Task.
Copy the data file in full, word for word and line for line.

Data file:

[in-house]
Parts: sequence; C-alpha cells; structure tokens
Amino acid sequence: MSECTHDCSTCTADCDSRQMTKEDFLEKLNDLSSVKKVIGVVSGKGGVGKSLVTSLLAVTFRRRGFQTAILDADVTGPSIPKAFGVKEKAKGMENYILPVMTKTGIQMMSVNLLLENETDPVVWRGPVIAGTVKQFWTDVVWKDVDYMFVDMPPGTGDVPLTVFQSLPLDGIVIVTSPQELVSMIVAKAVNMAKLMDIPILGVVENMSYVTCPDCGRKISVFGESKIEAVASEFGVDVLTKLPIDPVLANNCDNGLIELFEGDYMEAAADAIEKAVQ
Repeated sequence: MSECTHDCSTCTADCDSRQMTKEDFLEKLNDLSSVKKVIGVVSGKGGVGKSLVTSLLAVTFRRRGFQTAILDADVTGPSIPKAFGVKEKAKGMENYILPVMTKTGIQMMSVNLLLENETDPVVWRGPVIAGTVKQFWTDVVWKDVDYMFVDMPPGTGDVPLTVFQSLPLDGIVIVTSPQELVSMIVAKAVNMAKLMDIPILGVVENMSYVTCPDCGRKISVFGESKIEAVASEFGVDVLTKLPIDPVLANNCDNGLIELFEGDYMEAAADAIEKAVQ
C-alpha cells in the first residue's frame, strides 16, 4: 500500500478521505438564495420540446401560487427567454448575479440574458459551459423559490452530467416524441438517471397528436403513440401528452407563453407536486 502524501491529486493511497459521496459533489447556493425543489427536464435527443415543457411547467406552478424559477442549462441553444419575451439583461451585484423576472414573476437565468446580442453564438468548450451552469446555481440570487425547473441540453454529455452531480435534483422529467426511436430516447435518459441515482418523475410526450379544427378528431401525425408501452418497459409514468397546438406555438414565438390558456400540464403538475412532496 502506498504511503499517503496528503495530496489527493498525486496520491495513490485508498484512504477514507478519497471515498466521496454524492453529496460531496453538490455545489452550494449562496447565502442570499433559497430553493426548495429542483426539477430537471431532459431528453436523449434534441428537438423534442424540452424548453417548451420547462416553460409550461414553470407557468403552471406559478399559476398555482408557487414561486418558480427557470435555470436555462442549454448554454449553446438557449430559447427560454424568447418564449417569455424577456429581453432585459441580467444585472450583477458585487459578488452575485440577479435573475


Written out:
[in-house]
Parts: sequence; C-alpha cells; structure tokens
Amino acid sequence: MSECTHDCSTCTADCDSRQMTKEDFLEKLNDLSSVKKVIGVVSGKGGVGKSLVTSLLAVTFRRRGFQTAILDADVTGPSIPKAFGVKEKAKGMENYILPVMTKTGIQMMSVNLLLENETDPVVWRGPVIAGTVKQFWTDVVWKDVDYMFVDMPPGTGDVPLTVFQSLPLDGIVIVTSPQELVSMIVAKAVNMAKLMDIPILGVVENMSYVTCPDCGRKISVFGESKIEAVASEFGVDVLTKLPIDPVLANNCDNGLIELFEGDYMEAAADAIEKAVQ
Repeated sequence: MSECTHDCSTCTADCDSRQMTKEDFLEKLNDLSSVKKVIGVVSGKGGVGKSLVTSLLAVTFRRRGFQTAILDADVTGPSIPKAFGVKEKAKGMENYILPVMTKTGIQMMSVNLLLENETDPVVWRGPVIAGTVKQFWTDVVWKDVDYMFVDMPPGTGDVPLTVFQSLPLDGIVIVTSPQELVSMIVAKAVNMAKLMDIPILGVVENMSYVTCPDCGRKISVFGESKIEAVASEFGVDVLTKLPIDPVLANNCDNGLIELFEGDYMEAAADAIEKAVQ
C-alpha cells in the first residue's frame, strides 16, 4: 500500500478521505438564495420540446401560487427567454448575479440574458459551459423559490452530467416524441438517471397528436403513440401528452407563453407536486 502524501491529486493511497459521496459533489447556493425543489427536464435527443415543457411547467406552478424559477442549462441553444419575451439583461451585484423576472414573476437565468446580442453564438468548450451552469446555481440570487425547473441540453454529455452531480435534483422529467426511436430516447435518459441515482418523475410526450379544427378528431401525425408501452418497459409514468397546438406555438414565438390558456400540464403538475412532496 502506498504511503499517503496528503495530496489527493498525486496520491495513490485508498484512504477514507478519497471515498466521496454524492453529496460531496453538490455545489452550494449562496447565502442570499433559497430553493426548495429542483426539477430537471431532459431528453436523449434534441428537438423534442424540452424548453417548451420547462416553460409550461414553470407557468403552471406559478399559476398555482408557487414561486418558480427557470435555470436555462442549454448554454449553446438557449430559447427560454424568447418564449417569455424577456429581453432585459441580467444585472450583477458585487459578488452575485440577479435573475